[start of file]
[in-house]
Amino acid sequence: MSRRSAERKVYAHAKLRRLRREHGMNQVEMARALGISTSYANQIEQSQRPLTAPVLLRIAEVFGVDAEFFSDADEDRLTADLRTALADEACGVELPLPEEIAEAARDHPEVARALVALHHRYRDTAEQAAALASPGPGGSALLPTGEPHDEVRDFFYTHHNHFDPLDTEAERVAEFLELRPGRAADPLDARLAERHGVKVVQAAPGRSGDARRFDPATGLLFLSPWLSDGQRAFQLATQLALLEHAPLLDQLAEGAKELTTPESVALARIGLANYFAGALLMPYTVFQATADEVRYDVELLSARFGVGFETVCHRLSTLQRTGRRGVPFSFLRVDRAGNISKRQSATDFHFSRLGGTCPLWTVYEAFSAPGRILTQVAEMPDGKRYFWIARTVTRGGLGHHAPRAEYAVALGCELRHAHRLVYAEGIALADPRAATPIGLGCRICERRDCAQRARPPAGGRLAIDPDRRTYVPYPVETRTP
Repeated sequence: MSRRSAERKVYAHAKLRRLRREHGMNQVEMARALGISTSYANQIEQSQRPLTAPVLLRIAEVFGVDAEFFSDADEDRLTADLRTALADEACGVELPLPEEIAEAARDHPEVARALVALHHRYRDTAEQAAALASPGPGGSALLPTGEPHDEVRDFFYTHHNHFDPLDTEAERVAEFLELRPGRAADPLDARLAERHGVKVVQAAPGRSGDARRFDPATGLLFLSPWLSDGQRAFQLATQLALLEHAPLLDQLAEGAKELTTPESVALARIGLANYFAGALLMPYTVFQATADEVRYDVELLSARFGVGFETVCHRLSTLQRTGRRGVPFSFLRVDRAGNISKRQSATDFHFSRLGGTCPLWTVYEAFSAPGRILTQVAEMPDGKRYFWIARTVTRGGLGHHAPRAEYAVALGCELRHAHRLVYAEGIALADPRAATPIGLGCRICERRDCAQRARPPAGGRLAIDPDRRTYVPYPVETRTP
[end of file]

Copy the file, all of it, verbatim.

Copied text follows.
[in-house]
Amino acid sequence: MSRRSAERKVYAHAKLRRLRREHGMNQVEMARALGISTSYANQIEQSQRPLTAPVLLRIAEVFGVDAEFFSDADEDRLTADLRTALADEACGVELPLPEEIAEAARDHPEVARALVALHHRYRDTAEQAAALASPGPGGSALLPTGEPHDEVRDFFYTHHNHFDPLDTEAERVAEFLELRPGRAADPLDARLAERHGVKVVQAAPGRSGDARRFDPATGLLFLSPWLSDGQRAFQLATQLALLEHAPLLDQLAEGAKELTTPESVALARIGLANYFAGALLMPYTVFQATADEVRYDVELLSARFGVGFETVCHRLSTLQRTGRRGVPFSFLRVDRAGNISKRQSATDFHFSRLGGTCPLWTVYEAFSAPGRILTQVAEMPDGKRYFWIARTVTRGGLGHHAPRAEYAVALGCELRHAHRLVYAEGIALADPRAATPIGLGCRICERRDCAQRARPPAGGRLAIDPDRRTYVPYPVETRTP
Repeated sequence: MSRRSAERKVYAHAKLRRLRREHGMNQVEMARALGISTSYANQIEQSQRPLTAPVLLRIAEVFGVDAEFFSDADEDRLTADLRTALADEACGVELPLPEEIAEAARDHPEVARALVALHHRYRDTAEQAAALASPGPGGSALLPTGEPHDEVRDFFYTHHNHFDPLDTEAERVAEFLELRPGRAADPLDARLAERHGVKVVQAAPGRSGDARRFDPATGLLFLSPWLSDGQRAFQLATQLALLEHAPLLDQLAEGAKELTTPESVALARIGLANYFAGALLMPYTVFQATADEVRYDVELLSARFGVGFETVCHRLSTLQRTGRRGVPFSFLRVDRAGNISKRQSATDFHFSRLGGTCPLWTVYEAFSAPGRILTQVAEMPDGKRYFWIARTVTRGGLGHHAPRAEYAVALGCELRHAHRLVYAEGIALADPRAATPIGLGCRICERRDCAQRARPPAGGRLAIDPDRRTYVPYPVETRTP